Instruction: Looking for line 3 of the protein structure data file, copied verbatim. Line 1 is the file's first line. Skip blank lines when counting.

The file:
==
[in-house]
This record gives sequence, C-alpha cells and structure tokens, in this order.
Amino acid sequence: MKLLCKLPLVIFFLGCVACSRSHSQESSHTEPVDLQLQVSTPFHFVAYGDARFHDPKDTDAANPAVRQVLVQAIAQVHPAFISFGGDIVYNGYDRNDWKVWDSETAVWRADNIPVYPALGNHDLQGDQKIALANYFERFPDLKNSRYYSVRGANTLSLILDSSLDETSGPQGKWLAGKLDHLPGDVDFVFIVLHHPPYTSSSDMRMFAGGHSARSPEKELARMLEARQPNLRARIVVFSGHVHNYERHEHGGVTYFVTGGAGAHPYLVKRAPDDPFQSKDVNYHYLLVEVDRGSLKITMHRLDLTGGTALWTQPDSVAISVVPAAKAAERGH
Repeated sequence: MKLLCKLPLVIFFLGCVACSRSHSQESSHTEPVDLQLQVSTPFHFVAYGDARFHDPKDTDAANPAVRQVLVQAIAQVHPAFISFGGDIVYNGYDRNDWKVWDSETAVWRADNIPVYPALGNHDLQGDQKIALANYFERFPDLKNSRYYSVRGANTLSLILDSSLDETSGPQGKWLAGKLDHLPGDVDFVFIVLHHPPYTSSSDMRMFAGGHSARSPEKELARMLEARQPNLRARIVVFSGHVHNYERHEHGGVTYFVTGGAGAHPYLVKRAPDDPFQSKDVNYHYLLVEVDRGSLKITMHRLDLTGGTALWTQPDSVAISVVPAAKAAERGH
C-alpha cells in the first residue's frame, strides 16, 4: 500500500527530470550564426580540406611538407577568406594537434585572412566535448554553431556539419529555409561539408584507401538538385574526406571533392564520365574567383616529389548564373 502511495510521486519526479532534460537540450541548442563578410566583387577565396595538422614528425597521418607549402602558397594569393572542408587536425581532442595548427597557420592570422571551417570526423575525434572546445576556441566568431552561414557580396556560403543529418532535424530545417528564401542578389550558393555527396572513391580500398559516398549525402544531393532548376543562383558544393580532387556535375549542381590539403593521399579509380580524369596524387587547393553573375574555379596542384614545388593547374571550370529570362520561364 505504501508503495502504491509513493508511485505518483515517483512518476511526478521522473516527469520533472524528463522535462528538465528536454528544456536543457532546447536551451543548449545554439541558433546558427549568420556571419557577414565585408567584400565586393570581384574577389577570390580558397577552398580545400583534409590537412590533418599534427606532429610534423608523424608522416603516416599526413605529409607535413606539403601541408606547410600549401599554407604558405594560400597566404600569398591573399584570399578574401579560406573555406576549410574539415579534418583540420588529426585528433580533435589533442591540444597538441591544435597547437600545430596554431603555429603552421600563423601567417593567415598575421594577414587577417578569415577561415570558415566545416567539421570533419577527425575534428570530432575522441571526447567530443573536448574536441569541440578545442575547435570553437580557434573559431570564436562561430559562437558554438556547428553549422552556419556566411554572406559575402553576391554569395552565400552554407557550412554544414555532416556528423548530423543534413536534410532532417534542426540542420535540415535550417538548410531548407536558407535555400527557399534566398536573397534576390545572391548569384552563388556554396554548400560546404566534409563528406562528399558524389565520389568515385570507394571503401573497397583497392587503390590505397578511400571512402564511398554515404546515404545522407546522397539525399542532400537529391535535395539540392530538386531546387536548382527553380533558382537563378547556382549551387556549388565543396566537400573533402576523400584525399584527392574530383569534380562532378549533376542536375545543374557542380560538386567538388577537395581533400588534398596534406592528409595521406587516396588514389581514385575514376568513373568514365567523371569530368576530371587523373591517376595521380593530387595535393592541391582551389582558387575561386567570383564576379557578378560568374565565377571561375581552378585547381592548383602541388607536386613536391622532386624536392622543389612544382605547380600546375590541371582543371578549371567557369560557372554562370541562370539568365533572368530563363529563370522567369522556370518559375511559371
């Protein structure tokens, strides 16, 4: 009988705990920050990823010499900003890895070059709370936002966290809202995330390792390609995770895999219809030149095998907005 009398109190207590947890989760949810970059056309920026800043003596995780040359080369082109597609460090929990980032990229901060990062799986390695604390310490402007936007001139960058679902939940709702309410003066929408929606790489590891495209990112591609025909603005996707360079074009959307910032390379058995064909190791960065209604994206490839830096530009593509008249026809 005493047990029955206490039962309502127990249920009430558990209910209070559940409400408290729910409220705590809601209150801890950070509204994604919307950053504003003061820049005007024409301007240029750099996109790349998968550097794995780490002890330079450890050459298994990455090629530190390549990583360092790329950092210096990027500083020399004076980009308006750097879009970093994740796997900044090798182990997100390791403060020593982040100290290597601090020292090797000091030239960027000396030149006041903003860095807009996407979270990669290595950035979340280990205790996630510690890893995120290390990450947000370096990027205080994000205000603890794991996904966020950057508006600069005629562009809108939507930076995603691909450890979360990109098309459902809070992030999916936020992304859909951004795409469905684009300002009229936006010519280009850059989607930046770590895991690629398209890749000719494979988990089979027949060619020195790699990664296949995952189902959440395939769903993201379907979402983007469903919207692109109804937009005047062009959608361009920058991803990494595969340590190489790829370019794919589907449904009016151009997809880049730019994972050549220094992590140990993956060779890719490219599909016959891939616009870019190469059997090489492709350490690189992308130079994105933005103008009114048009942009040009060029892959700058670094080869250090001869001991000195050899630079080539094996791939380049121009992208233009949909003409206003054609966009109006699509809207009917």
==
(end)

Amino acid sequence: MKLLCKLPLVIFFLGCVACSRSHSQESSHTEPVDLQLQVSTPFHFVAYGDARFHDPKDTDAANPAVRQVLVQAIAQVHPAFISFGGDIVYNGYDRNDWKVWDSETAVWRADNIPVYPALGNHDLQGDQKIALANYFERFPDLKNSRYYSVRGANTLSLILDSSLDETSGPQGKWLAGKLDHLPGDVDFVFIVLHHPPYTSSSDMRMFAGGHSARSPEKELARMLEARQPNLRARIVVFSGHVHNYERHEHGGVTYFVTGGAGAHPYLVKRAPDDPFQSKDVNYHYLLVEVDRGSLKITMHRLDLTGGTALWTQPDSVAISVVPAAKAAERGH